This can be a tough situation. What people typically run into with a new position is the insider’s view they can get of a company’s philosophy. Something you must remember when starting a new job is that the first 90 days isn’t just the company watching to see if you’ll be a right fit, but for you to watch and see if the company is the right fit. Research shows that, “only 41% of employees felt that they know what their company stands for and what makes its brand different from its competitors’ brands.”
There are a few outlets to research the culture of a company, including looking up their employee reviews on Glassdoor; reading their client reviews on Yelp, Google, and Indeed. Look at the company’s website, social media pages, and LinkedIn to see how they interact with their industry, community, and employees. These give you an idea of what the company stands for and prepares you before accepting the offer.
However, just as individuals post idealized images of their lives on Facebook, companies can construct the perfect workplace image online. When your company turns out differently than you expect after signing on, you can approach HR and discuss your concerns. The same applies if you are uncomfortable with your company’s ethos or atmosphere. A big part of career satisfaction comes from the workplace environment. If you are uncomfortable with it, chances are you are not the only one. Speak up. Use your resources. Consider moving elsewhere if no improvements can be made.
4 – “I’m not living up to my full career potential.”
According to Gallup research, “an alarming 70% of American employees aren’t working to their full potential.” This feeling is something many people have but are reluctant to face. Perhaps when you entered the position, you thought you would be gradually given more responsibility and/or visibility and have since felt like your hard work has gone unnoticed or doesn’t support your company’s goals. The important task here is to define what you want to be doing, and then plan ways to get there.
What is your potential? What skills can you offer that aren’t being put to use, and how can they be put to use? Know your worth and become your own biggest supporter. If you think you can handle a larger portfolio, ask your manager for an extra client. If you want to showcase your abilities in design, ask. Take a stab at a proposal before the company presents to the client. Sometimes it may not be a lack of management’s interest or confidence in your abilities. Your potential can be overlooked if it goes unknown to the company’s decision makers.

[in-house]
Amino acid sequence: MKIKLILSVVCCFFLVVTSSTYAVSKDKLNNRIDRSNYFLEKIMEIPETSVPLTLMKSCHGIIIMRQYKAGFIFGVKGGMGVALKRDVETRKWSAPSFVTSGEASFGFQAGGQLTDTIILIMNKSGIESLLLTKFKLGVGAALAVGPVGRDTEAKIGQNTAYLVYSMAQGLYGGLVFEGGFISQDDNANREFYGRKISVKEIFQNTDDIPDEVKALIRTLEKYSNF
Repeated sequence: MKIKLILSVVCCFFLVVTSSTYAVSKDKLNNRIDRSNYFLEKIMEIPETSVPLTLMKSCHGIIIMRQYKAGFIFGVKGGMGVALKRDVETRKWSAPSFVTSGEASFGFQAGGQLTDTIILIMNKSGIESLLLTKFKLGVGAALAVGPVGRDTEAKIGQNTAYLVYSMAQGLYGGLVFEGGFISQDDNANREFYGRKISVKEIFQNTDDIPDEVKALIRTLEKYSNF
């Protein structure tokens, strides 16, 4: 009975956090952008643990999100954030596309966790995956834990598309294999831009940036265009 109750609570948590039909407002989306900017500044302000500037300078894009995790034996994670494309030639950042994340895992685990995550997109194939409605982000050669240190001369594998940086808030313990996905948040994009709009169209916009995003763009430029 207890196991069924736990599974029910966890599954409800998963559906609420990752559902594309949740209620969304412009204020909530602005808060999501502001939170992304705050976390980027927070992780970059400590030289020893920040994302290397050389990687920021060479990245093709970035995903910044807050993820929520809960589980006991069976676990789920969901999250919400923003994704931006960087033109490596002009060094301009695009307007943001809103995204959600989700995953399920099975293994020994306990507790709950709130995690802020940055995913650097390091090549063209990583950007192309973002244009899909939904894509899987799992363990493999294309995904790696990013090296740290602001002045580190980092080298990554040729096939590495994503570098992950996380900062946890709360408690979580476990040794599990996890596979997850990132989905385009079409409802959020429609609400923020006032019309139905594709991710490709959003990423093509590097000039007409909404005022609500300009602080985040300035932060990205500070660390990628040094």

However, it can always be possible that this position does not fit your capabilities. Maybe you are meant to be in another role with more clientele or creativity. If that’s the case, a change could be the answer to living up to your full potential. Never assume you are undervalued if you haven’t proven your value, but never settle if you aren’t challenged and engaged.
5 – “There’s no room for upward movement.”
A greater problem still can come from a position where you are familiar with the company, have gained a lot of rewarding experience, and are passionate about what you do. Yet, you’ve moved to the top of your department and cannot experience any more vertical growth. This is always heartbreaking, because it’s likely that if you have been with the company long enough to grow that far, you are comfortable with all other aspects of the company.
But maybe that’s the problem. Being too comfortable can limit your achievements. If you have asked all the right questions, gone to the CEO about further growth, and have gotten everything you can from the position, it may be time to search for another career opportunity that can provide you with new experiences.
No matter the case, making a career move can be difficult. If you relate to any of the issues above and have not been able to find a fix within your current company, know that the job pool is large. We want to encourage you to look for your perfect fit.
Need help in your search? Have questions? Contact us at firstname.lastname@example.org.